I have taken a few moments to write down my thoughts about Lesson 11 on Data Types and Variables to answer the following questions:
- What new skills have I learned?
- What has been easy?
- What has been difficult?
- How have I used the problem solving strategies from the first project to overcome challenges so far?
Refer to my lesson notes below:
You can also perform calculations with numbers pretty easily. Basically type out an expression the way you would type it in a calculator. Also, just like in mathematics, you can compare two numbers to see if one’s greater than, less than, or equal to the other. Comparisons between numbers will either evaluate to true or false.
// this is a single-line comment
“Hello,” + ” New York City”
Returns: “Hello, New York City”
With variables, you no longer need to work with one-time-use data. Storing the value of a string in a variable is like packing it away for later use.
var greeting = “Hello”;
Now, if you want to use “Hello” in a variety of sentences, you don’t need to duplicate “Hello” strings. You can just reuse the greeting variable.
Naming Conventions for Variables
When you create a variable, you write the name of the variable using camelCase (the first word is lowercase, and all following words are uppercase). Also try to use a variable name that accurately and succinctly describes what the data is about.
- var totalAfterTax = 53.03; // uses camelCase if the variable name is multiple words
- var tip = 8; // uses lowercase if the variable name is one word
To access an individual character, you can use the character’s location in the string, called its index. Just put the index of the character inside square brackets (starting with  as the first character) immediately after the string.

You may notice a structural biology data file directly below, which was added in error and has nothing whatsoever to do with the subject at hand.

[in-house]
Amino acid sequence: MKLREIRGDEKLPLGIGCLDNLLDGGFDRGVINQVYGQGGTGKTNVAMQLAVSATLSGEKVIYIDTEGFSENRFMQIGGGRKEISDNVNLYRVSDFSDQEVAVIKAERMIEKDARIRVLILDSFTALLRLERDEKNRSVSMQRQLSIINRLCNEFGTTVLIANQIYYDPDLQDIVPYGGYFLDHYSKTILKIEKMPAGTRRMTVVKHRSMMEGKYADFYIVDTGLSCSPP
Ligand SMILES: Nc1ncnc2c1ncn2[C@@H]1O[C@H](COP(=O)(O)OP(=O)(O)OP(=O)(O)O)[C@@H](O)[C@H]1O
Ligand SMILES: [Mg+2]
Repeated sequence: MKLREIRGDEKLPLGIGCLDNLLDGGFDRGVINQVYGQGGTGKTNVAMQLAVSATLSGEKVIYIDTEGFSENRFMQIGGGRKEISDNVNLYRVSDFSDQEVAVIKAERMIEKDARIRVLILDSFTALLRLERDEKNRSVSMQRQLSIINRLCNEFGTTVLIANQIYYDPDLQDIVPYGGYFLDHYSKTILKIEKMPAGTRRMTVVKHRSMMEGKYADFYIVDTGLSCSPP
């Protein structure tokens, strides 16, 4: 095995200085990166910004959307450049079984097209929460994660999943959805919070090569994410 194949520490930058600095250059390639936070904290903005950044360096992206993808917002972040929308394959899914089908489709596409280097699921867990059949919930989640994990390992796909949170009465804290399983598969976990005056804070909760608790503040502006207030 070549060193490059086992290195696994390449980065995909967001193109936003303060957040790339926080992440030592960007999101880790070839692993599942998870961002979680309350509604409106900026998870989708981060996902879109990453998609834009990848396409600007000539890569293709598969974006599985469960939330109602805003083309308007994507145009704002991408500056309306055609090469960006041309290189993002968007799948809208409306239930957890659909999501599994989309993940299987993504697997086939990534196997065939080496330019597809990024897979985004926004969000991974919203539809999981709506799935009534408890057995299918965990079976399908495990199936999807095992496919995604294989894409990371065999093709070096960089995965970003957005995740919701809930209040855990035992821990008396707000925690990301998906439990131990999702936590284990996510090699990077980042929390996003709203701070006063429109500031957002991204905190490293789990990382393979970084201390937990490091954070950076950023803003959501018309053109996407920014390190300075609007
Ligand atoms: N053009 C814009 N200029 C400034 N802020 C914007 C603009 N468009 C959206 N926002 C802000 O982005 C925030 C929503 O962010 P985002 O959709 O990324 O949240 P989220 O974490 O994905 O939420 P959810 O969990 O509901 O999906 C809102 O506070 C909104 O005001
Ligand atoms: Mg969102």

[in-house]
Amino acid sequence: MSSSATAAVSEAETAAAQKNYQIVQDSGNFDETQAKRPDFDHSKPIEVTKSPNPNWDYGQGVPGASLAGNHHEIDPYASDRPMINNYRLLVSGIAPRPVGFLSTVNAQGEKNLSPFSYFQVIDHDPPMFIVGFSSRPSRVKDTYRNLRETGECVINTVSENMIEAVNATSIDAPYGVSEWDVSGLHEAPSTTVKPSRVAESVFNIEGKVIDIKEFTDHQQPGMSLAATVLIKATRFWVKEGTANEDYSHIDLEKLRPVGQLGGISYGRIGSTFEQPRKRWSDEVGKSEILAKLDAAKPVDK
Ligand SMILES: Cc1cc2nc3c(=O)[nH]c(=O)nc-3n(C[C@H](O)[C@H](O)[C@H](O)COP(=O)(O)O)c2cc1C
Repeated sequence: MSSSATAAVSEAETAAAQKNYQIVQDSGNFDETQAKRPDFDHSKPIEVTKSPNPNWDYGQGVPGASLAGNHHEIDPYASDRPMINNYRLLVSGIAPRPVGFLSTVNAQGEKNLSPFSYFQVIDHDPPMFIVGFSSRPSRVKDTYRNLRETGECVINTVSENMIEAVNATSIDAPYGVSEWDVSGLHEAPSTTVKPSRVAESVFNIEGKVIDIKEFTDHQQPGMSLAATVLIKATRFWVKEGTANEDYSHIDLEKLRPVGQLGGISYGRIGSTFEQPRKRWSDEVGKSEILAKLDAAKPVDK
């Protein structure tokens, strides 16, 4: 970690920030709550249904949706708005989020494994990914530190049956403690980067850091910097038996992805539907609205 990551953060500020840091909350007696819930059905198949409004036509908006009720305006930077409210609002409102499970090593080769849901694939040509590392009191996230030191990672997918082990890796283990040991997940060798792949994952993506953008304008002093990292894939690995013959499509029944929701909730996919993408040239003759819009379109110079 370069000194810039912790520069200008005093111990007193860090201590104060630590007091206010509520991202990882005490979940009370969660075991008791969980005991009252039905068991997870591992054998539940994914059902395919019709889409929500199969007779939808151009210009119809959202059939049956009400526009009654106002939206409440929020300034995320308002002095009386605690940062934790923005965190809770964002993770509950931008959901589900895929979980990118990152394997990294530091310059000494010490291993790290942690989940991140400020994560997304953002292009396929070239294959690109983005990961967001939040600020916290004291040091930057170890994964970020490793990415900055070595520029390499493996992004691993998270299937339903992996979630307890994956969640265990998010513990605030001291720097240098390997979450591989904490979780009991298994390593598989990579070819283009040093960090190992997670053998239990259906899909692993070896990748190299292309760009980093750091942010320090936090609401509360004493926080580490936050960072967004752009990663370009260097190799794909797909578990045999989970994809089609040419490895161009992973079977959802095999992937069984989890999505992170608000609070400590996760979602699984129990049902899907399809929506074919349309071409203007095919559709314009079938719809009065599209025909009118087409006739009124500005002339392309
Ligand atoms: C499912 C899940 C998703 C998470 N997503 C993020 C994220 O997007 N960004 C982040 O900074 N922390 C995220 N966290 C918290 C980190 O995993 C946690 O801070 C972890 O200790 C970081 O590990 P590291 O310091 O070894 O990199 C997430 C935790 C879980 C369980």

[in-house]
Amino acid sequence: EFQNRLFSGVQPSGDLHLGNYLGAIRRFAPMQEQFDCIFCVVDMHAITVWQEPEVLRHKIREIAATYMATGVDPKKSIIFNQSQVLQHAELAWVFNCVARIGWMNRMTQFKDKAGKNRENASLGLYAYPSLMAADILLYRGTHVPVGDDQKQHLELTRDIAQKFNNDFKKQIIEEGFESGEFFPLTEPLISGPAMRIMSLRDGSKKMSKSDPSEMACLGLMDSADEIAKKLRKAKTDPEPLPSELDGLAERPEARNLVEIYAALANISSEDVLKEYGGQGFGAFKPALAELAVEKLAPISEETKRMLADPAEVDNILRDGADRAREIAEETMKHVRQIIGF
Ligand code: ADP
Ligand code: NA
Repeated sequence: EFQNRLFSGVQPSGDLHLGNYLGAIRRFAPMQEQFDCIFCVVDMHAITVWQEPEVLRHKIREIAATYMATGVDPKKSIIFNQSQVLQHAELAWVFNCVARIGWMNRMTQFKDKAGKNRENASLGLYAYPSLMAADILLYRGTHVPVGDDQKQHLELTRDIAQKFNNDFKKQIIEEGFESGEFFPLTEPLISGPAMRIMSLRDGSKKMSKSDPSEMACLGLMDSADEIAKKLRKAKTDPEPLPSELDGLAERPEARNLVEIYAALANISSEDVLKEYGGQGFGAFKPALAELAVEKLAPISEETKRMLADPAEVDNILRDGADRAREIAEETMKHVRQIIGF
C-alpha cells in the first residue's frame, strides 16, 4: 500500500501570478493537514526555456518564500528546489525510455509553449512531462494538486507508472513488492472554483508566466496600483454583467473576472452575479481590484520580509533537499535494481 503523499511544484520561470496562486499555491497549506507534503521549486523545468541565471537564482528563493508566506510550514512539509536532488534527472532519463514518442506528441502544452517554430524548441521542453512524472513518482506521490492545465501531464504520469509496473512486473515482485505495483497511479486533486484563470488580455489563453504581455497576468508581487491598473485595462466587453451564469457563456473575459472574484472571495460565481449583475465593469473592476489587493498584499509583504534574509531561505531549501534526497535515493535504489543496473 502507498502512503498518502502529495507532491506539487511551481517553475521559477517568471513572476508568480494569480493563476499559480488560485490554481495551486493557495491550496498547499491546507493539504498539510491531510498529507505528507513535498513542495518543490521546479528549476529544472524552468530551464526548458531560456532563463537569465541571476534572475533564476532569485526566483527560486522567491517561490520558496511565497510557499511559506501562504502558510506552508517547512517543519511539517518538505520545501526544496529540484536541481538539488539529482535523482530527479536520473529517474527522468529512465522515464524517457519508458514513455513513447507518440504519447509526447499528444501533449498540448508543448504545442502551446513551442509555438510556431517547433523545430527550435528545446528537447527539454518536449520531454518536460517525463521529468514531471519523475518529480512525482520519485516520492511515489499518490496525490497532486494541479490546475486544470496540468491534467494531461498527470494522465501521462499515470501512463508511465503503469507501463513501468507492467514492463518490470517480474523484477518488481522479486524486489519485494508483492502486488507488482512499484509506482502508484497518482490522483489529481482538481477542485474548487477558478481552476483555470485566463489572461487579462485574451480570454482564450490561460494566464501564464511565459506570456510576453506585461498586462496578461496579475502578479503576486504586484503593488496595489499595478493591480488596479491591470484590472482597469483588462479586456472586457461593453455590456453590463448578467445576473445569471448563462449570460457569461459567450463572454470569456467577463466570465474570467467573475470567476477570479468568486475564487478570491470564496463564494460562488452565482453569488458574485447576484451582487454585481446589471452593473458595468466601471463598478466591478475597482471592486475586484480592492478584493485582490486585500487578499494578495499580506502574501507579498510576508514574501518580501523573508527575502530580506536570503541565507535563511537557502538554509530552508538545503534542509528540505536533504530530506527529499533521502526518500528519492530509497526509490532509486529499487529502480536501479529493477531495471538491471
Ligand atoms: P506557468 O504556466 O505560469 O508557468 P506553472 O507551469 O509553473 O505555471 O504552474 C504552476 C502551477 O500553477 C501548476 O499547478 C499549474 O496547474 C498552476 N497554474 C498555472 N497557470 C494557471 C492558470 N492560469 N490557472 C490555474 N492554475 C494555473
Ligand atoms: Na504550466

- \\ – \ (backslash)
- \” – ” (double quote)
- \’ – ‘ (single quote)
- \n – newline
- \t – tab
The last two characters listed above, newline \n and tab \t, are unique because they add additional whitespace to your Strings. A newline character will add a line break and a tab character will advance your line to the next tab stop.
Another way to work with strings is by comparing them. The comparison operators == and != can also be uses with strings. Also, when you compare strings, case matters.
NaN stands for “Not-A-Number” and it’s often returned indicating an error with number operations. For instance, if you wrote some code that performed a math calculation, and the calculation failed to produce a valid number, NaN might be returned.
Implicit type coercion
Examples of strongly typed programming language code:
- int count = 1;
- string name = “Julia”;
- double num = 1.2932;
- float price = 2.99;
- var count = 1;
- var name = “Julia”;
- var num = 1.2932;
- var price = 2.99;
Happy Coding and Blogging!